Habitat and food mark out Sunderbans tigers

BL12.06.2003KOLKATA:A wild Royal Bengal Tiger which had strayed into a village in Sundarbans swim back to the wild after being rehabilitated by the forest department officials. Managing man-animal conflict is now top of the agenda for wildlife enthusiats. (Photo by Parth Sanyal)   | Photo Credit: PARTH SANYAL

Living in the inter-tidal habitat among marshy thickets, having become accustomed to the saline water, and but often without the trademark element of surprise, the Royal Bengal Tiger of the Sunderbans may have evolved differently from its brethren in peninsular India, according to experts here.

Forest Department Officials are constantly discovering aberrant behaviour patterns. The July 17 finding of poisonous snakes in a tiger’s stomach is one such example. “While tigers are known to eat snakes, this is perhaps the first record of a tiger eating poisonous ones,” said Richa Dwivedi, deputy field director of the Sunderbans Biosphere Reserve.

“Although it is yet to be confirmed scientifically that the tiger is genetically different from terrestrial tigers as the DNA analysis has not been done, there are certainly many physiological adaptations,” said Pradeep Vyas, the State Forest Department’s chief conservator of forests (Central).

There is strong evidence of the fact that tigers in the Sunderbans drink saline water, says N.C. Bahuguna, director, Sunderbans Biosphere Reserve.

“There are nearly 270 tigers in the Sunderbans, but the few fresh water ponds that were created are not sufficient to support this large a population,” said Pranabesh Sanyal, former director. “In any case, there were no fresh water ponds before 1977, so what else could the tigers drink then?”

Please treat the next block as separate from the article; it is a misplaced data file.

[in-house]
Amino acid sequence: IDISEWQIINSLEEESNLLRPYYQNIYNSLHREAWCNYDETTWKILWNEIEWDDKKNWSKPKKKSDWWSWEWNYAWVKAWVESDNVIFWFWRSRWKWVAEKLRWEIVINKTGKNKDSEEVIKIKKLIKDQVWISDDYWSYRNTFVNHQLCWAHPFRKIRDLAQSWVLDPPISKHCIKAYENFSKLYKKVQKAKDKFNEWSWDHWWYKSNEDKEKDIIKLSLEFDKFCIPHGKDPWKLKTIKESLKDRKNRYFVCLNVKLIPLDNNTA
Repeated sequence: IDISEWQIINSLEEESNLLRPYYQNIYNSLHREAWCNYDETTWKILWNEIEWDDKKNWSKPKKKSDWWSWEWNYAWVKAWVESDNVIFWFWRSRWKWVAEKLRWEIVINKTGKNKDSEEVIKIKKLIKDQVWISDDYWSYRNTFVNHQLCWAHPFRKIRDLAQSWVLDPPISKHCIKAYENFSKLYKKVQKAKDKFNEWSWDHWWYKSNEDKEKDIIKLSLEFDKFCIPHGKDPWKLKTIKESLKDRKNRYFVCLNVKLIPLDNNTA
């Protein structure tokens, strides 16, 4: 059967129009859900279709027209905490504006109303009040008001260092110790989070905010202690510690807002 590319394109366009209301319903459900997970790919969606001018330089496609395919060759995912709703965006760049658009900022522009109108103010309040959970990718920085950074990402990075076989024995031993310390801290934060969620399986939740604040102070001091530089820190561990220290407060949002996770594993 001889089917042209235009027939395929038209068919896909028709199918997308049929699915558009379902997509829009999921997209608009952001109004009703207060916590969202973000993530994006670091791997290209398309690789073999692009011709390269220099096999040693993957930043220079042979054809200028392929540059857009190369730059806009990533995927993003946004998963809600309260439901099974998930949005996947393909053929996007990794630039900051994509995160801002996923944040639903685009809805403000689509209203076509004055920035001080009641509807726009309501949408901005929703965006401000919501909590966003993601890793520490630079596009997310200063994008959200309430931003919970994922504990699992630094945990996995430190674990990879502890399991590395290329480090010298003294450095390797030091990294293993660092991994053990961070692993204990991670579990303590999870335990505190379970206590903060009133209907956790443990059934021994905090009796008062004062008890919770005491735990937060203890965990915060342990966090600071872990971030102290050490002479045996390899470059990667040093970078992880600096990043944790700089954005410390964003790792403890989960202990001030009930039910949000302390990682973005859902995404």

These tigers have to negotiate harsh habitat conditions, apart from non-availability of fresh water. The muddy and marshy areas, dotted with pneumatophores (spiked roots of mangroves which abound in these forests), have forced them to hunt differently, says Mr. Vyas. “When they walk on the wet soil, it is often noisy and they can’t stealthily approach their prey, like tigers normally do.”

Aquatic diet

Difficulties faced in hunting may be the cause of their alternative food habits, although experts differ on the reasons. “Studies have shown that nearly 20 per cent of the diet of tigers in these parts is aquatic including fish, crabs and turtles,” said Mr. Sanyal, who suggested that easy availability of these substitutes might cause them to eat this food. At times, even grasshoppers have been found in the stomach contents of these tigers, according to Mr. Bahuguna.

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Printable version | Oct 15, 2021 10:50:44 AM |

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